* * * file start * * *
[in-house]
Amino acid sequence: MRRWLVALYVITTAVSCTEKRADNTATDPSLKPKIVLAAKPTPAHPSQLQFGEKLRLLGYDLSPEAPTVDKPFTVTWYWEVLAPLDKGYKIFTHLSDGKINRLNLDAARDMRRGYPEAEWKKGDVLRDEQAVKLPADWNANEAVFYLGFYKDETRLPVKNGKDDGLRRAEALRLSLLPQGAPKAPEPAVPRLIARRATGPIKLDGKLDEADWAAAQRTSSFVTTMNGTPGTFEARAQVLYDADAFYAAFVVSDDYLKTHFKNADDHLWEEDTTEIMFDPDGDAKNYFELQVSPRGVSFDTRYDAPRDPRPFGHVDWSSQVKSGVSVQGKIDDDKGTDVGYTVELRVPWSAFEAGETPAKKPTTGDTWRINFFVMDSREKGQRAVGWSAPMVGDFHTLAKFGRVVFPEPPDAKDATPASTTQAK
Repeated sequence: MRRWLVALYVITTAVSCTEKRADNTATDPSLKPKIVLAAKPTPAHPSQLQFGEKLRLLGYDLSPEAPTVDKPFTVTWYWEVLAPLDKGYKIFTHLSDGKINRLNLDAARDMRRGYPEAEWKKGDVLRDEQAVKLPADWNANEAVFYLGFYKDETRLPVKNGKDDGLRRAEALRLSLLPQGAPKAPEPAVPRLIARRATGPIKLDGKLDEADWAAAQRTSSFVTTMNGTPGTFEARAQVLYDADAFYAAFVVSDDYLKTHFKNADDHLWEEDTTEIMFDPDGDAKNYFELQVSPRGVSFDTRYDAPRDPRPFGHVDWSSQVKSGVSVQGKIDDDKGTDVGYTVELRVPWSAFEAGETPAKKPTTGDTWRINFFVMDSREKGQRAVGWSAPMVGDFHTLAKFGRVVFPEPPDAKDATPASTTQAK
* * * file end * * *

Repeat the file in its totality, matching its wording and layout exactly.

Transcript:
[in-house]
Amino acid sequence: MRRWLVALYVITTAVSCTEKRADNTATDPSLKPKIVLAAKPTPAHPSQLQFGEKLRLLGYDLSPEAPTVDKPFTVTWYWEVLAPLDKGYKIFTHLSDGKINRLNLDAARDMRRGYPEAEWKKGDVLRDEQAVKLPADWNANEAVFYLGFYKDETRLPVKNGKDDGLRRAEALRLSLLPQGAPKAPEPAVPRLIARRATGPIKLDGKLDEADWAAAQRTSSFVTTMNGTPGTFEARAQVLYDADAFYAAFVVSDDYLKTHFKNADDHLWEEDTTEIMFDPDGDAKNYFELQVSPRGVSFDTRYDAPRDPRPFGHVDWSSQVKSGVSVQGKIDDDKGTDVGYTVELRVPWSAFEAGETPAKKPTTGDTWRINFFVMDSREKGQRAVGWSAPMVGDFHTLAKFGRVVFPEPPDAKDATPASTTQAK
Repeated sequence: MRRWLVALYVITTAVSCTEKRADNTATDPSLKPKIVLAAKPTPAHPSQLQFGEKLRLLGYDLSPEAPTVDKPFTVTWYWEVLAPLDKGYKIFTHLSDGKINRLNLDAARDMRRGYPEAEWKKGDVLRDEQAVKLPADWNANEAVFYLGFYKDETRLPVKNGKDDGLRRAEALRLSLLPQGAPKAPEPAVPRLIARRATGPIKLDGKLDEADWAAAQRTSSFVTTMNGTPGTFEARAQVLYDADAFYAAFVVSDDYLKTHFKNADDHLWEEDTTEIMFDPDGDAKNYFELQVSPRGVSFDTRYDAPRDPRPFGHVDWSSQVKSGVSVQGKIDDDKGTDVGYTVELRVPWSAFEAGETPAKKPTTGDTWRINFFVMDSREKGQRAVGWSAPMVGDFHTLAKFGRVVFPEPPDAKDATPASTTQAK